It’s 3 A.M. Do You Know Where Your Chief of Staff Is???
L’Audace! Le Outrage!
The Editorial Staff have never been a huge fan of Patrick Fitzgerald. During the L’Affair Plame years the intrepid special prosecutor kept us all glued to our seats with inflammatory rhetoric about the need to investigate a non-crime whose perpetrator was known from the outset. Such conduct rightly outraged conservatives; however, media outlets like the New York Times were happy to accept the tainted fruits of Mr. Fitzgerald’s labors so long as the end product embarrassed the Bush White House.
But that was before hope and change came to Washington! Suddenly le worm journalistique has turned and the Times seems far more willing to air arguments it formerly rejected:
The court in which Mr. Blagojevich is charged, the United States District Court for the Northern District of Illinois, has a local rule mandating that a “lawyer shall not make an extrajudicial statement the lawyer knows or reasonably should know is likely to be disseminated by public media and, if so disseminated, would pose a serious and imminent threat to the fairness of an adjudicative proceeding.” The rule goes on to say that a public statement “ordinarily is likely to have such an effect when it refers to” a criminal matter and to “the character or reputation of the accused, or any opinion as to the accused’s guilt or innocence, as to the merits of the case, or as to the evidence in the case.” The American Bar Association’s model rules are similar, if not more restrictive.
Against this backdrop, it is hard to feel comfortable with Mr. Fitzgerald’s remarks in announcing the charges that Mr. Blagojevich’s conduct amounted to a “political corruption crime spree” and “would make Lincoln roll over in his grave,” that “the breadth of corruption laid out in these charges is staggering,” that Mr. Blagojevich “put a ‘for sale’ sign on the naming of a United States senator” and that his conduct was “cynical” and “appalling” and has “taken us to a truly new low.”
Any prosecutor at the center of a firestorm of publicity may find the temptation to grandstand hard to resist, but these comments are, to put it mildly, remarkably inflammatory. Mr. Fitzgerald’s expressions of revulsion, use of hyperbolic rhetoric and implicit assertion of his personal belief that the charges have merit clearly run afoul of the rules. It is one thing for a prosecutor to publicly condemn a defendant’s actions and assert a belief that he did what he is charged with doing after a trial and conviction, but another to do so before he is indicted by a grand jury.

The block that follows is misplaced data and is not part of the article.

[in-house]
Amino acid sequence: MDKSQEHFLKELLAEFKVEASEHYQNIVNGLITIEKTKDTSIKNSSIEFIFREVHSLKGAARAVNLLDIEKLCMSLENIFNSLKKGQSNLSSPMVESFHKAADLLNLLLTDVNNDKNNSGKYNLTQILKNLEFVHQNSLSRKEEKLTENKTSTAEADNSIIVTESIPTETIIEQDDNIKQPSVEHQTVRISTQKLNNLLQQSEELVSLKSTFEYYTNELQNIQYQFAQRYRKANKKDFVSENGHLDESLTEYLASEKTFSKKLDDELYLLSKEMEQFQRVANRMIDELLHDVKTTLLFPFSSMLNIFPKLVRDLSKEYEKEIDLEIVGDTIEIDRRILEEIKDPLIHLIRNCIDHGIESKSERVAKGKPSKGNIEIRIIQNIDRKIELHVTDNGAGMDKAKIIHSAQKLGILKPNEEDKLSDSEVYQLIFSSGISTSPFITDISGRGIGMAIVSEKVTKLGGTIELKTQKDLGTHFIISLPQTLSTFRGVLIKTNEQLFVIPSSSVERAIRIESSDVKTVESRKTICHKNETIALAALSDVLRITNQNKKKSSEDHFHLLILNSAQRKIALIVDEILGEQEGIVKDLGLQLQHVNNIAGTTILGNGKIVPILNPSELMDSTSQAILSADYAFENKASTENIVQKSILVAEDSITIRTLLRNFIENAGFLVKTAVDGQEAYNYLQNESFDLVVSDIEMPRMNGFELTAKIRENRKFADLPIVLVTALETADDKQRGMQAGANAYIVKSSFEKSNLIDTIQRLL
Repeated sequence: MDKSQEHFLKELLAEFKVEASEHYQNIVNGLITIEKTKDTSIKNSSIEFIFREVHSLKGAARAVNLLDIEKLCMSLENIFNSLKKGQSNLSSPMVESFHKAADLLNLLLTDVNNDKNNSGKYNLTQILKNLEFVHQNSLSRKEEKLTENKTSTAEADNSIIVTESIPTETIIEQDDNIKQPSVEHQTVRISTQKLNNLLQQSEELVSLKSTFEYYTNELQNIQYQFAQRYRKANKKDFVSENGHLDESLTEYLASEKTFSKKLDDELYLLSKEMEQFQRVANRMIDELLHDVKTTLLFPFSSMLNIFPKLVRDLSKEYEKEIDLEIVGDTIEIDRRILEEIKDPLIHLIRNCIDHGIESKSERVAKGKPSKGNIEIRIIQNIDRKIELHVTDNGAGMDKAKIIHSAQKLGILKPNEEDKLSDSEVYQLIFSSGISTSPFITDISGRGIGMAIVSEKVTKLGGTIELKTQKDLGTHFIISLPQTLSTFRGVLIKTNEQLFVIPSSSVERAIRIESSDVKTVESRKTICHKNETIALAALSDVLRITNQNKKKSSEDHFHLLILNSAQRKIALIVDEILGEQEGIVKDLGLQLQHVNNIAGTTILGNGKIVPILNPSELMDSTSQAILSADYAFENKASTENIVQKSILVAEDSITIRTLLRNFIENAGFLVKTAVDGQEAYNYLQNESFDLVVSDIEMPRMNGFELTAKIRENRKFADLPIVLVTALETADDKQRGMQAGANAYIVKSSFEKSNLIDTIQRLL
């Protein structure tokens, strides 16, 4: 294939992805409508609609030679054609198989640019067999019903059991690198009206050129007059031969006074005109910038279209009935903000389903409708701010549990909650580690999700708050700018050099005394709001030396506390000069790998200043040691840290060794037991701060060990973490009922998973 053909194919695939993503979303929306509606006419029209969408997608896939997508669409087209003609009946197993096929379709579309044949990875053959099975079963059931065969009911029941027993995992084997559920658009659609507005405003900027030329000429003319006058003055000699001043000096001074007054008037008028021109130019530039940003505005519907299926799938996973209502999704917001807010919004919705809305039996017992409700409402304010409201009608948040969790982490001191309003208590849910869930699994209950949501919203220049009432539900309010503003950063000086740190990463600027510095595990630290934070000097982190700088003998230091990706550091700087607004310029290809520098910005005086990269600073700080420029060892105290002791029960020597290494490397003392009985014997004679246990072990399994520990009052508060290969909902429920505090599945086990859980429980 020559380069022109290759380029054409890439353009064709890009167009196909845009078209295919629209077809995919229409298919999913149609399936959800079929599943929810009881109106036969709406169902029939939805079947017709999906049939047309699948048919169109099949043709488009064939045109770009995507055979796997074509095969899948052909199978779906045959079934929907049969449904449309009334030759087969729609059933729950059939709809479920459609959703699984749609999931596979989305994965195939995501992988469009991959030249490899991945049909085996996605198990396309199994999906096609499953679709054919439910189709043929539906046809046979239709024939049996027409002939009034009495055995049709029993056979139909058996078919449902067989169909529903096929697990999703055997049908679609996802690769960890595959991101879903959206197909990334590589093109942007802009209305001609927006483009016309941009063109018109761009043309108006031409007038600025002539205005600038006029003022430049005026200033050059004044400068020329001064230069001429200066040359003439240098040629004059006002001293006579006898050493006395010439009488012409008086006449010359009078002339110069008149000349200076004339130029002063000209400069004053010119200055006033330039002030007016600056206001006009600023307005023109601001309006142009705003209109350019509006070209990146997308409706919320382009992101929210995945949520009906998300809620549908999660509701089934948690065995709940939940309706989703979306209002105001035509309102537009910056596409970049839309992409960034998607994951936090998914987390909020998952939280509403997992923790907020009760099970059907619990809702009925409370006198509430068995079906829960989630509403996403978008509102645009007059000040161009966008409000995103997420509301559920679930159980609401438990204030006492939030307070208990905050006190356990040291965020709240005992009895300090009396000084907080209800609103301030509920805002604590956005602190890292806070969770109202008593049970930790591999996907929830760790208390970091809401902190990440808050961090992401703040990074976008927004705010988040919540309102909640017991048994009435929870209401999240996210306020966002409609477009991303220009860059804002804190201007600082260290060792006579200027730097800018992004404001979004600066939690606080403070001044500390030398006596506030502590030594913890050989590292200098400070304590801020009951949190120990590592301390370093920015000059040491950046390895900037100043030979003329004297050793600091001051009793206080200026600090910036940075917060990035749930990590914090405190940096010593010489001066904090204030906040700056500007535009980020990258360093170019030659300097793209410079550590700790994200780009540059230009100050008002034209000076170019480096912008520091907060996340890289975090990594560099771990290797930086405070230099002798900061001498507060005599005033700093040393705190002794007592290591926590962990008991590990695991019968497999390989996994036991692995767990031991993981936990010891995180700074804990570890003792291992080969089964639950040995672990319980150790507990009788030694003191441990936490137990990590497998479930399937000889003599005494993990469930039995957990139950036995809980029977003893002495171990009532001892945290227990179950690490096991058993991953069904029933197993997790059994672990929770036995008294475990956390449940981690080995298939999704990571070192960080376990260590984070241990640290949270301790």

Why the sudden concern for Governor Blogojevich? It just couldn’t be related to the latest development in TransparencyGate … could it?
As we noted when this issue first arose, Obama has a long history of reflexively lying to the press even when there is no real reason to.
If your Chief of Staff ends up on taped discussions with a figure under investigation for corruption (and you haven’t exactly been forthcoming about his role in those discussions) it’s hard to reconcile Obama’s promises of transparency and change with statements like this:
What he was less certain about, he seemed to imply, was the role possibly played by others in discussions with the governor’s office. Mr. Obama reiterated that he would “gather all the facts about any staff contacts that..may have taken place between the transition office and the governor’s office. And we’ll have those in the next few days, and we’ll present them.
If Mr. Obama didn’t know what his Chief of Staff was up to there is something seriously wrong with the way his staff is being run. One should not have to “gather facts” about what one’s Chief of Staff has been up to. Presumably Emmanuel was acting at the behest of his boss. If Emmanuel was conducting unauthorized negotiations with Blagojevich, that suggests some rather alarming managerial deficiencies in the upcoming Obama White House, does it not? Allow us to politely suggest that Mr. Obama has been less than honest with us. Recent developments do not seem to square with his rhetoric of change:
“Our whole campaign was about changing that view of politics,” Mr. Obama said. “It turns out that the American people are hungry for that. And you can get elected by playing it straight. You can get elected by doing the right thing. That’s what I hope we have modeled in this campaign. And that’s what I intend to model in my administration.”
Not exactly change America can believe in. There is absolutely nothing wrong with having his Chief of Staff meet with Governor Blogojevich. Obama should have simply admitted the meetings up front, disclosed the extent of the discussions, and that would have been an end to the discussion. Absent some evidence of wrongdoing, there is no reason to go any further.
Instead, his first impulse was to cover his tracks. This is not a promising start: if he can’t be forthcoming when the stakes are low, why should we trust him on important matters?
Fortunately for the President-elect, the lamestream media will no doubt spin his lack of transparency as “admirable message control”.